Roccor employees working on ROC Fall, a drag sail that can help bring down satellites from space.

Meet the Longmont company changing how we think about space

LONGMONT — A 30-person company in Longmont is looking to innovate the way we send things into space — and how we clean it up.

Roccor is working with NASA, the U.S. Air Force and other clients on solutions for sending compact satellites into space and bringing down old satellites now considered “space junk.”

The company was founded in 2015, is led by CEO Doug Campbell and is a leading company in the “New Space” movement — that is, the transition from giant $1 billion satellites built using older technology to cheaper, smaller $1 million satellites that come back to Earth after a few years in operation.

“In New Space, the risk profile has changed,” Campbell told BizWest while sitting in the company’s Longmont office, complete with R&D lab and production facility. “You can’t have a $1 billion satellite fail. But now, we can take chances.”

Roccor designs components for the satellites now typical of New Space: small — sometimes as small as 10 cubic centimeters — cheap and compact.

One of the key components Roccor has created is an extendable arm made of fiber-reinforced composite that can both fold in on itself and roll up. At the end of the arm can be an antenna or solar array. The arm folds up compact against the satellite, meaning it can easily be stored, saving on precious real estate. It extends in a way that is not too fast or without control, which means it won’t burst away from the satellite when operating in the Zero-G conditions of space. The extendable arms can further be controlled with a motor or can operate on their own.

Roccor has also been contracted for end-of-life solutions for satellites.

“Space is turning into a junkyard,” Campbell said. “The FCC is now the governing body for end-of-life and now to send something up you have to show you can bring a spacecraft down in 25 years.”

Rather than using fuel, a precious and expensive commodity for clients, Roccor is designing a drag sail, called ROC Fall, that helps a satellite slowly lose altitude and be brought back into Earth’s orbit, where it will come back down.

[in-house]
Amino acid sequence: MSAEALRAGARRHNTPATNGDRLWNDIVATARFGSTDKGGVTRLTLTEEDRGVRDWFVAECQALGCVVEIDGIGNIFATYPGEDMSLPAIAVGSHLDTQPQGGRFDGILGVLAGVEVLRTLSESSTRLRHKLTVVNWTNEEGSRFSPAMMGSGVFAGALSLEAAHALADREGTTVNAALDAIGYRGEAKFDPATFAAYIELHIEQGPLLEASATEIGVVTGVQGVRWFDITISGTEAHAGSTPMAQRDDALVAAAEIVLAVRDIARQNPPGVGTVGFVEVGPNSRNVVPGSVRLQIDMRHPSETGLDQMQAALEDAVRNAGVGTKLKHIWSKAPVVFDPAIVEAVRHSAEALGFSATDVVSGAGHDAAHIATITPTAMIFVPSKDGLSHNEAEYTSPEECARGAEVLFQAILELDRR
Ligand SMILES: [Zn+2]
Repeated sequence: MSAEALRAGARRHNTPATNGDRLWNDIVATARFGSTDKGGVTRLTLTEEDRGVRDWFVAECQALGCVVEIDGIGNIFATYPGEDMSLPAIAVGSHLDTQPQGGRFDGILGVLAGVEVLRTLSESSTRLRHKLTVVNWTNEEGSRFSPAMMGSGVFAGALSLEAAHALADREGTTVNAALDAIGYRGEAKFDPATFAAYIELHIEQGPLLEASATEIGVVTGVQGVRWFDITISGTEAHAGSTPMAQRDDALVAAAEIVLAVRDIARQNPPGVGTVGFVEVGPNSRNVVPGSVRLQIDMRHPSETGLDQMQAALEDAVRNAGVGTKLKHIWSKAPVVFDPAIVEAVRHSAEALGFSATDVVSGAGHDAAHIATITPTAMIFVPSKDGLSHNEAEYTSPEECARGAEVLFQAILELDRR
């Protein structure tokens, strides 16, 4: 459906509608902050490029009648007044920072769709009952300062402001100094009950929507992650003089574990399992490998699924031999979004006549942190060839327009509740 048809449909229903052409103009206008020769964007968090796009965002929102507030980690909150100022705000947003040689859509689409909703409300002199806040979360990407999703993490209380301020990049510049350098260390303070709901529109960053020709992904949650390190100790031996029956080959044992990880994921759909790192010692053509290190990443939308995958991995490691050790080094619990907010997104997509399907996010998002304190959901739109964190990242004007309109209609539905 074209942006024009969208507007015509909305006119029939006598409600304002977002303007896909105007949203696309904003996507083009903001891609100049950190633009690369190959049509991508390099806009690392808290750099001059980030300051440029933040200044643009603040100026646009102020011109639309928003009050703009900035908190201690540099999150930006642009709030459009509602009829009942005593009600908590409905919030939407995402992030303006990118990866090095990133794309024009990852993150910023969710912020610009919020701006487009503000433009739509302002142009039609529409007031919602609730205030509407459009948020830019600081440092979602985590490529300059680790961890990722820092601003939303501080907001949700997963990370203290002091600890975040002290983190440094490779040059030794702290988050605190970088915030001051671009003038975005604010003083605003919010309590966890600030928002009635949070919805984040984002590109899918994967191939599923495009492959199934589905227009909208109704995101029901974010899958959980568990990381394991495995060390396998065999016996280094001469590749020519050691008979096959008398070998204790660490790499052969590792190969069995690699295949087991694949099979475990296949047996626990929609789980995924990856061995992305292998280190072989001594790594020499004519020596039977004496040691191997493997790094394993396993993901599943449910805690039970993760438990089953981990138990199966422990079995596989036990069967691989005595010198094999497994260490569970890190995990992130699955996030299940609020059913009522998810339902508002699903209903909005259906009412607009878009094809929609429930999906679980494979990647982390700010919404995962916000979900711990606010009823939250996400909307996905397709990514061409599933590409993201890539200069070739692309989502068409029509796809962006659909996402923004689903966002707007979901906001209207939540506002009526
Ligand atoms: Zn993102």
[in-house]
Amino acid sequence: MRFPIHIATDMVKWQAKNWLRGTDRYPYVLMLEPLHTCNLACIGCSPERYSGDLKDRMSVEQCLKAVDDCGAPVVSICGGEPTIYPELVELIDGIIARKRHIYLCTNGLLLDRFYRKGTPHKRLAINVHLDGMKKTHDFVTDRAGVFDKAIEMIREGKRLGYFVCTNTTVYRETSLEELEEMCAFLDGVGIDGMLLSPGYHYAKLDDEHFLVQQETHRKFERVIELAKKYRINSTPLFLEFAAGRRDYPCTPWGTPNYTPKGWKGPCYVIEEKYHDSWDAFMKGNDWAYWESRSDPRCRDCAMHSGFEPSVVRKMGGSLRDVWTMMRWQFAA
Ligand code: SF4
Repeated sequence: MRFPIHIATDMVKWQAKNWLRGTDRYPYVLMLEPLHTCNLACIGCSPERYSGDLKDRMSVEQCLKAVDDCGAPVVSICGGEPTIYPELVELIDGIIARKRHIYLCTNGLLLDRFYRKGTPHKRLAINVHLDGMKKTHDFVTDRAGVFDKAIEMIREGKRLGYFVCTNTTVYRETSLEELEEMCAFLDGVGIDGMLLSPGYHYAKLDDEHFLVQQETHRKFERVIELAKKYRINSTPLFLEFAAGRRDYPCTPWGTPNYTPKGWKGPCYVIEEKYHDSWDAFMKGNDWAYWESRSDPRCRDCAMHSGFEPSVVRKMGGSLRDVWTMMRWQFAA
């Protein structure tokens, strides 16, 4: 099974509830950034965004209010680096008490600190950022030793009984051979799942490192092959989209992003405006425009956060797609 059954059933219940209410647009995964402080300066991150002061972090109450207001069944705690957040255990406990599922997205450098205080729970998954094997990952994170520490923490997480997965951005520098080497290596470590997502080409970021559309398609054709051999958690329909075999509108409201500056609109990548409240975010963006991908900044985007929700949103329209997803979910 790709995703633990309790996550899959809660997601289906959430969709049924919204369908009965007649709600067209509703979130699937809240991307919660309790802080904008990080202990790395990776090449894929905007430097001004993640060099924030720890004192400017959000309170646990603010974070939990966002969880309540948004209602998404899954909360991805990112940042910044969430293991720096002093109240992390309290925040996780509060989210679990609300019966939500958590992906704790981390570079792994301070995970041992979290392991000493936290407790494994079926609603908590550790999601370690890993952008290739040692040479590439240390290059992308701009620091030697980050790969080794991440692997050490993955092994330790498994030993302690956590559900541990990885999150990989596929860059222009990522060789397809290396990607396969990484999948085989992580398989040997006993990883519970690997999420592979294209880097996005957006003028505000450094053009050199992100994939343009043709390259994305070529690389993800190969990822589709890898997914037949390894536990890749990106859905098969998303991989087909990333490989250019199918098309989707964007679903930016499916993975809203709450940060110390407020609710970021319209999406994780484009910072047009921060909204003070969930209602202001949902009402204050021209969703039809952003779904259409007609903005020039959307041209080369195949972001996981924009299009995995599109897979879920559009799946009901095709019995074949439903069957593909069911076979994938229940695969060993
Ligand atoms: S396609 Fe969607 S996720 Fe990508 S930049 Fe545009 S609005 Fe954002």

Roccor isn’t just working on designs to bring down new satellites: The company was awarded a contract with the Air Force for a product that will bring down old Russian rockets with no sign of coming down from space on their own.

For the growing company — Roccor grew its employee base 100 percent in 2015, 2016 and 2017 before deciding to intentionally slow down its growth this year — Boulder County is an ideal location to innovate in aerospace.

“Boulder County is a hotbed; there is no shortage of aerospace talent,” Campbell said. “Between Ball, Sierra Nevada — about 25 percent of the world competitors are in Boulder County. There is an ecosystem here. Boulder County is the place to be.”

 

LONGMONT — A 30-person company in Longmont is looking to innovate the way we send things into space — and how we clean it up.

Roccor is working with NASA, the U.S. Air Force and other clients on solutions for sending compact satellites into space and bringing down old satellites now considered “space junk.”

The company was founded in 2015, is led by CEO Doug Campbell and is a leading company in the “New Space” movement — that is, the transition from giant $1 billion satellites built using older technology to cheaper, smaller $1 million satellites that come back to Earth after a few years in operation.

“In New Space, the risk profile has changed,” Campbell told BizWest while sitting in the company’s Longmont office, complete with R&D lab and production facility. “You can’t have a $1 billion satellite fail. But now, we can take chances.”

Roccor designs components for the satellites now typical of New Space: small — sometimes as small as 10 cubic centimeters — cheap and compact.

One of the key components Roccor has created is an extendable arm made of fiber-reinforced composite that can both fold in on itself and roll up. At the end of the arm can be an antenna or solar array. The arm folds up compact against the satellite, meaning it can easily be stored, saving on precious real estate. It extends in a way that is not too fast or without control, which means it won’t burst away from the satellite when operating in the…